Capitalizing on a GOP surge nationally, Maryland Republicans picked up nine seats in the General Assembly, where they have been the minority party for years.
The GOP had targeted several battleground districts — in Baltimore County, Southern Maryland and the Eastern Shore. With most votes counted, Republicans were poised to pick up two seats in the Senate, and seven in the House of Delegates.
Before the election, the state GOP laid out a dream scenario: Elect Republican Larry Hogan as governor and pick up five seats in the House of Delegates.
They surpassed that goal Tuesday night.
Joe Cluster, the GOP's Maryland director, remembered when Senate President Thomas V. Mike Miller said years ago that state Democrats would bury the Republican Party for 40 years.
"The Republican Party is stronger than ever," Cluster said. "We are no longer the party that can be ignored in Annapolis. The state got very purple tonight."
While several statehouses across the country were expected to shift to Republican control, Maryland Democrats will keep large majorities in both the House of Delegates and the Senate. Before Tuesday's election, Democrats held 35 of 47 state Senate seats and 98 of 141 in the House of Delegates.
D. Bruce Poole, a former member of the House of Delegates who ran a committee helping elect Democrats, said his party kept Republican gains to a minimum with strong fundraising and get-out-the-vote efforts.
"By all rights, the Republicans ought to have huge gains in the House," Poole said. "Given the prevailing forces, the Republicans ought to have picked up 15 or 20 seats.
But Republicans saw opportunity to add to their numbers and have a greater voice in Annapolis. This year, more than one-third of incumbents in the House of Delegates were not seeking re-election.
In Baltimore County, Republican Johnny Ray Salling, a steelworker, defeated Democrat John Olszewski Jr., a state delegate, for a Senate seat representing Dundalk. They were vying to replace Democratic Sen. Norman Stone, who retired after decades in the General Assembly.
And in Southern Maryland, incumbent Democrat Roy P. Dyson lost his Senate race against Republican Steve Waugh.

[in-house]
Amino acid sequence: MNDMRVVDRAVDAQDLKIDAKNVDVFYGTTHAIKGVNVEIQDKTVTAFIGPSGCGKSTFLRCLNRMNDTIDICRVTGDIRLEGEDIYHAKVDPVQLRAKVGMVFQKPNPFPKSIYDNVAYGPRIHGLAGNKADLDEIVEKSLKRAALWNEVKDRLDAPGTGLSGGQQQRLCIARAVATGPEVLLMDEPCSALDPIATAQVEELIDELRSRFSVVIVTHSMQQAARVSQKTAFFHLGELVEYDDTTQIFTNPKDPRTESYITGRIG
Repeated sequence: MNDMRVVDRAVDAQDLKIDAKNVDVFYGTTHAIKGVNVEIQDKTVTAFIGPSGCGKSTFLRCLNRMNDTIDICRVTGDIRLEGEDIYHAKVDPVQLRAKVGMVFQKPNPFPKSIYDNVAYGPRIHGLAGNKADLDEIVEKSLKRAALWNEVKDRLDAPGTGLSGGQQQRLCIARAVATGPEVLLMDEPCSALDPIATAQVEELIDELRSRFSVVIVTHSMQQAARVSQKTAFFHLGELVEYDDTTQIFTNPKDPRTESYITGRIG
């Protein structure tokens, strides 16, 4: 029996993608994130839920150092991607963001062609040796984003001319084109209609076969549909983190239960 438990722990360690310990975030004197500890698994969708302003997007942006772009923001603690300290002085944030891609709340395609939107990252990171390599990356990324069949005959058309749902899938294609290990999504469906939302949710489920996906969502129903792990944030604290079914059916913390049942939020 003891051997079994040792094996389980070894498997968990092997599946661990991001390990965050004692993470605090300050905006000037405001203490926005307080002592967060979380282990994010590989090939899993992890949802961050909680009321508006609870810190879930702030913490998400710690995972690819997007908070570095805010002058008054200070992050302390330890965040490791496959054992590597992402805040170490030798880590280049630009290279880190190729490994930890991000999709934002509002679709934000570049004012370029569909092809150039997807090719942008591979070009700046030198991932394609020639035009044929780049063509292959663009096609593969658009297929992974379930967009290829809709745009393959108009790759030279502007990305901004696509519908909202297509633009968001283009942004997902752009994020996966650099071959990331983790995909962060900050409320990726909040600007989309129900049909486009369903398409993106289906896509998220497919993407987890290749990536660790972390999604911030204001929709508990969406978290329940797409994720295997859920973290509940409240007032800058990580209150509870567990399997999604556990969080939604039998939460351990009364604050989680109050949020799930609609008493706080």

But several well-known Democrats fended off strong challenges from the GOP, including Democratic Sens. Ron Young in Frederick and Jim Mathias on the Eastern Shore.
In another hotly contested race, State Sen. Jim Brochin, a Baltimore County Democrat, defeated Dr. Tim Robinson, 61, a retired anesthesiologist from the University of Maryland St. Joseph Medical Center.
State redistricting left the northern Baltimore County district with considerably more Republicans. Brochin, a 12-year incumbent Democrat, spent the campaign trying to appeal to conservatives — stressing his votes against many of Gov. Martin O'Malley's tax and fee increases and not his vote for the governor's gun control law.
On Tuesday, Baltimore County State's Attorney Scott Shellenberger and local businesswoman Gia Magliano, dressed as Thing One from a Dr. Seuss cartoon, campaigned for Brochin in Cockeysville.
At Warren Elementary School, in a conservative area, Shellenberger promoted Brochin's criminal justice accomplishments while Magliano reminded voters of Brochin's Dr. Seuss-themed ads emphasizing his votes against tax increases.
"Jim is a strong supporter of public safety," Shellenberger said.
The message worked with Republican Kathy Fader, 67, a retired pharmacist who voted for GOP candidates but broke with the party to vote for Brochin.
Other Republicans weren't persuaded. Lynne Rothermel, 53, a waste management supervisor, said she voted for the GOP down the ticket.
"If there wasn't a Republican in a race, I wrote in my dog," she said.
And in Harford County, Democrat Mary-Dulany James, a four-term state delegate from Havre de Grace, lost to Republican Bob Cassilly, a former county councilman from Bel Air. They were vying for the Senate seat being vacated after 16 years by Republican Nancy Jacobs, who is retiring.
In House races, Republicans swept races for three Dundalk seats that had been held by Democrats. They were Bob Long, a community activist and business owner who ran in 2010; Robin Grammer, who works in information technology; and Ric Metzgar, who is general manager of G&W Motors and has run twice before.
And in Howard County, Republican Bob Flanagan, 68, beat Democrat Thomas G. Coale, a 32-year-old lawyer and former member of the Columbia Association board.
In a Baltimore City race, many political observers were watching the unsuccessful write-in campaign by sitting Del. Shawn Tarrant, a Democrat who had hoped to unseat fellow Democrat Del. Frank M. Conaway Jr. in West Baltimore. Conaway, who posted a series of rambling videos online that made some question his fitness for office, was poised to be re-elected Tuesday night.
"I decided not to vote for him. I did a write-in for the first time," 49-year-old Jay Garrett said of writing in Tarrant's name. He works in telecom for the Social Security Administration. "I'm kind of tired of that family. I didn't vote for any of them."
But Herbert Stokes, 43, said he voted for all the Conaways on the ballot — the delegate; his father, Conaway Sr., running for re-election as clerk of Baltimore City Circuit Court; and his sister, Belinda K. Conaway, running for register of wills, a post previously held by her stepmother, Mary W. Conaway.
"I think they do a good job," Stokes said. "But I think they can also do better."
House Speaker Michael E. Busch said he expected Republican enthusiasm this year, though far less than in some previous elections.
"We don't think there's the same type of national wave we saw with the Contract for American," Busch said before votes were counted, referring to Republican victories in 1994.
Correction: An earlier version of this article incorrectly reported that House Republicans now have enough votes to block an override of a governor's veto.
Sun reporter Jean Marbella contributed to this article.